14_fullspan

14_fullspan - Econ 251a Fall 2008 Uncertainty and...

Info iconThis preview shows pages 1–3. Sign up to view the full content.

View Full Document Right Arrow Icon

Info iconThis preview has intentionally blurred sections. Sign up to view the full version.

View Full DocumentRight Arrow Icon
This is the end of the preview. Sign up to access the rest of the document.

Unformatted text preview: Econ 251a Fall 2008 Uncertainty and Arbitrage: Full Spanning Arbitrage under uncertainty is exactly the same as arbitrage over time without uncertainty. We look for ways of combing some securities into a portfolio which reproduces exactly the payo f s of another security. 1 Spanning We consider a world with only two time periods, today (time 0), and next year or tomorrow (time 1). Tomorrow one of S states may occur. The states of the world, or possible worlds for short, is one of the most brilliant conceptualizations in history. It is usually attributed to the great philosopher and mathematician Leibnitz, who among other things invented calculus at the same time as Isaac Newton. Leibnitz coined the immortal (and very optimistic) expression “we live in the best of all possible worlds.” Let us begin with a collection of J securities that can easily be bought or sold. We shall call these the benchmark securities. We have used the coupon Treasury bonds as an example already. If the benchmark securities can be combined into a portfolio that perfectly reproduces the payo f s of some new security, then we say that the new security is spanned by the benchmarks. A portfolio of securities is de f ned by the holdings (positive or negative) of each security. We denote the holding of security j by θ j . We choose a Greek letter to distinguish security holdings from commodity consumption, and the letter θ is the easiest greek letter to type on my word processor after π , which is reserved for the prices of special benchmark securities (like zeroes). Denote the payo f s of each security j ∈ J by ⎡ ⎢ ⎢ ⎢ ⎣ A j 1 A j 2 . . . A j S ⎤ ⎥ ⎥ ⎥ ⎦ Denote the payo f s of the new security by ⎡ ⎢ ⎢ ⎢ ⎣ b 1 b 2 . . . b S ⎤ ⎥ ⎥ ⎥ ⎦ The new security is spanned by the benchmark securities if there exist ( θ 1 , ..., θ J ) 1 solving the system of equations A 1 1 θ 1 + A 2 1 θ 2 + ... + A J 1 θ J = b 1 A 1 2 θ 1 + A 2 2 θ 2 + ... + A J 2 θ J = b 2 . . A 1 S θ 1 + A 2 S θ 2 + ... + A J S θ J = b S When a θ j is positive, then asset j is held in the portfolio, and when θ j is negative, asset j is sold short in the portfolio. 2 Full Spanning If every imaginable security is spanned, then we say that the benchmark securities are fully spanning. Theorem: Suppose there are as many benchmark securities as there are states of the world. As long as the benchmark security payo f s are independent, they will be fully spanning. Proof: Given an arbitrary security with payo f s ( b 1 , ..., b S ) in the S states, and given the benchmark securities A 1 , ..., A J , the security is spanned by the assets if and only if we can solve the above S equations in J unknowns ( θ 1 , ..., θ J ) . When J = S, we have the same number of equations as unknowns and this is always possible, provided the asset payo f s are linearly independent....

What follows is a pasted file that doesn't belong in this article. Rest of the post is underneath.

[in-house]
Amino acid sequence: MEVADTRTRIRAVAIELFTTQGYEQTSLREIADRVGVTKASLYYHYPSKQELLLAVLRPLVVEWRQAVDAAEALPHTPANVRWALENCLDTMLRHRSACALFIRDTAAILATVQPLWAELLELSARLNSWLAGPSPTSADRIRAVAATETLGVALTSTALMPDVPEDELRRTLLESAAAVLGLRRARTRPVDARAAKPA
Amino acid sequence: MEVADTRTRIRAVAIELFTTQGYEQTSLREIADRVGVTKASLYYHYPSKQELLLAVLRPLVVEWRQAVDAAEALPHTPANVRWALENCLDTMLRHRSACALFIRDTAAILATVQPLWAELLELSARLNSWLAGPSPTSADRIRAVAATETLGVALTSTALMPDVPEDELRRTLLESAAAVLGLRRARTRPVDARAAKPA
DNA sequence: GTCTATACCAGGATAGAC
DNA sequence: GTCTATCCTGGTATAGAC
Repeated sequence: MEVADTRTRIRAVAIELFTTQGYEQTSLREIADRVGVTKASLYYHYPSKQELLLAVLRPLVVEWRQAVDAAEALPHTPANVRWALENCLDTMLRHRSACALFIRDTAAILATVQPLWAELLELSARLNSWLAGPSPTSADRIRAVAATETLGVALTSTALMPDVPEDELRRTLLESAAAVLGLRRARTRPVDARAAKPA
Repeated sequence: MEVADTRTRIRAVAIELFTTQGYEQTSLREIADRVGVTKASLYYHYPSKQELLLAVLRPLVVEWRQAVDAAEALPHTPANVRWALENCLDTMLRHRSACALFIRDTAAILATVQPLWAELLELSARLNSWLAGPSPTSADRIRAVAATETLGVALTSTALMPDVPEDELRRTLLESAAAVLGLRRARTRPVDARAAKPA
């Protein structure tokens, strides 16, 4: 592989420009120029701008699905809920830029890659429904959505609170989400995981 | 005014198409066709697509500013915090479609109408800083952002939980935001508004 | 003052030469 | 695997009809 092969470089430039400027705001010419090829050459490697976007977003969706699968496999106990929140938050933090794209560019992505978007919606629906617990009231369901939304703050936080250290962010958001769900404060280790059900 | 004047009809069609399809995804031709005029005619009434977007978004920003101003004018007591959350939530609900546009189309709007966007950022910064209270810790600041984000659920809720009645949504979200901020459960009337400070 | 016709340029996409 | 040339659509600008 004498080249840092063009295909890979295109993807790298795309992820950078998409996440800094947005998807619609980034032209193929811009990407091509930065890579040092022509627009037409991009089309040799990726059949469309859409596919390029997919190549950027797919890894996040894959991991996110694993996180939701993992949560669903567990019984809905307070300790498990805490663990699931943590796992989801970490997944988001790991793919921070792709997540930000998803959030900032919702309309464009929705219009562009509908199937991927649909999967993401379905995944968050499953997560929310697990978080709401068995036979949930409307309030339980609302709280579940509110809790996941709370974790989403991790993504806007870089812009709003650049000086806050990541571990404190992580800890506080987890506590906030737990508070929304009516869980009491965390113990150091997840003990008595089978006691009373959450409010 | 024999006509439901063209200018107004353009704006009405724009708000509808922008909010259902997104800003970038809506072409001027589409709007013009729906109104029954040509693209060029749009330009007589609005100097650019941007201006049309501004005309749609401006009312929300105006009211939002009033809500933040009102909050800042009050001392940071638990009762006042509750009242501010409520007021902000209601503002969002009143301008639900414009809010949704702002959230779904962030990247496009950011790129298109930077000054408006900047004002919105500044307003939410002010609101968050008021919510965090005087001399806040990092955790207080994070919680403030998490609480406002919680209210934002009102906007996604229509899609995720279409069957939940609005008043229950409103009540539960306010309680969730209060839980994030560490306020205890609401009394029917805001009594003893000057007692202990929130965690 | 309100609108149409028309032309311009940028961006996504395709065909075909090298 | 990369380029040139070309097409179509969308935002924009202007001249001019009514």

View Full Document

This note was uploaded on 12/08/2009 for the course ECON 251 at Yale.

Page1 / 8

14_fullspan - Econ 251a Fall 2008 Uncertainty and...

This preview shows document pages 1 - 3. Sign up to view the full document.

View Full Document Right Arrow Icon
Ask a homework question - tutors are online